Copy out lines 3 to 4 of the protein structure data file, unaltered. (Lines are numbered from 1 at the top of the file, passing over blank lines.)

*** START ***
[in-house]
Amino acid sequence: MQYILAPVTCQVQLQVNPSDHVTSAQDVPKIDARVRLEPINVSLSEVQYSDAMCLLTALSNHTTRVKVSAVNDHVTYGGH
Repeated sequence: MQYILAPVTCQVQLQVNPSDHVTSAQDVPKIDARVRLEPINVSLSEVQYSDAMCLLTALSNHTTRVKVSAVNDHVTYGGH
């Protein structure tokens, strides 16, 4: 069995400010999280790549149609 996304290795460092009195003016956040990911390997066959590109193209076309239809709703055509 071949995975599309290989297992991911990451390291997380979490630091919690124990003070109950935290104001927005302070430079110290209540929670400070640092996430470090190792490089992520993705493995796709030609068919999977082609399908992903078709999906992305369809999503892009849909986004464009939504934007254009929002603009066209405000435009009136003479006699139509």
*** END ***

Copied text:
Repeated sequence: MQYILAPVTCQVQLQVNPSDHVTSAQDVPKIDARVRLEPINVSLSEVQYSDAMCLLTALSNHTTRVKVSAVNDHVTYGGH
């Protein structure tokens, strides 16, 4: 069995400010999280790549149609 996304290795460092009195003016956040990911390997066959590109193209076309239809709703055509 071949995975599309290989297992991911990451390291997380979490630091919690124990003070109950935290104001927005302070430079110290209540929670400070640092996430470090190792490089992520993705493995796709030609068919999977082609399908992903078709999906992305369809999503892009849909986004464009939504934007254009929002603009066209405000435009009136003479006699139509």